Get ready to explain a principal preservation strategy for retirement plans, if the summer stock market doldrums return.
Experienced investment advisors know that it is much harder to hold their client’s attention during the summer months.
When the weather gets warm and the kids and grandkids are out of school, advisors struggle for their clients’ attention. Even the most routine investment-management decisions become a bother when “summer mode” takes over.
In Minnesota, where I’m based, summer months include time spent at our world famous cabins. Everyone is the state has access to a summer cabin. Most native Minnesotans have access to multiple cabins on any summer weekend.
If I had a nickel for every e-mail that I received from a client’s smart phone that stated “at cabin,” I would already be retired. (Of course, I would retire to my cabin.)
My top investment-management priority is to let my clients enjoy their all-too-short summer months with family and friends. And to do that, I provide my clients with investment piece of mind.
Interest rates are around all-time lows. The stock markets are around all-time highs. A summer 2013 reversal of either of these markets could move multiple investment positions in the wrong direction.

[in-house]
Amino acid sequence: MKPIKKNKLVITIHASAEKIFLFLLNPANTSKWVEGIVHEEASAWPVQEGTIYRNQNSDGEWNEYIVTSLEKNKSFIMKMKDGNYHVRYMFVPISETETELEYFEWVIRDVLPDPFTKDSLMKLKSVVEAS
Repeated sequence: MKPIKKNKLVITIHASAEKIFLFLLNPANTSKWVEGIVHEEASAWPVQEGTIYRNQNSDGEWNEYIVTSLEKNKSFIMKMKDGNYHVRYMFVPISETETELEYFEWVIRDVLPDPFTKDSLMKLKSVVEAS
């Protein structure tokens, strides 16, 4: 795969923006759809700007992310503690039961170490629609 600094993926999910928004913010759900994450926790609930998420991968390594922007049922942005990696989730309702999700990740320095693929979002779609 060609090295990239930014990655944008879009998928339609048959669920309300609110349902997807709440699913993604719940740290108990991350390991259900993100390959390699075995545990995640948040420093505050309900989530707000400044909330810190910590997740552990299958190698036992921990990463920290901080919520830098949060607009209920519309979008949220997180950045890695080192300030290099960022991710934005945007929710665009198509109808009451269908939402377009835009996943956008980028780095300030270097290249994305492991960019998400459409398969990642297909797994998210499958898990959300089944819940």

My client e-mail and phone communications include a reminder of the logical, organized and disciplined game plan that’s in place. There are stop losses, for instance, in order to preserve hard-earned investment gains.
Those communications contain the disclaimer that the stock and bond market risk-management game plan includes all the individual company retirement-plan account positions in the client household.
Advisors that I network with around the country realize that the company 401(k), 403(b), or 457(b) retirement-plan accounts are the largest and most neglected investment positions in their client household financial assets.
More and more advisors are going through the process of including individual company retirement-plan accounts in the asset they manage for existing clients.
Advisors who provide company retirement-plan advice have seen their client assets under management explode. They have also enjoyed great prospecting success with other key executives who also work at their client’s companies.
Bill Good taught me in 1986 that the best prospecting lists are the ones “on which wordof mouth can occur.” Twenty seven years later I am teaching that same timely prospecting strategy to other advisors.
Stock markets are sure to fall some time. And history reminds us that stock markets fall at a much faster rate than they rise.
Interest rates were supposed to already have risen by now. The next great fixed-income investment management decision is coming.
This summer, your client contacts need a game plan for a falling stock market and/or rising interest rates.
Make sure that the individual company retirement plan accounts are part of that game plan.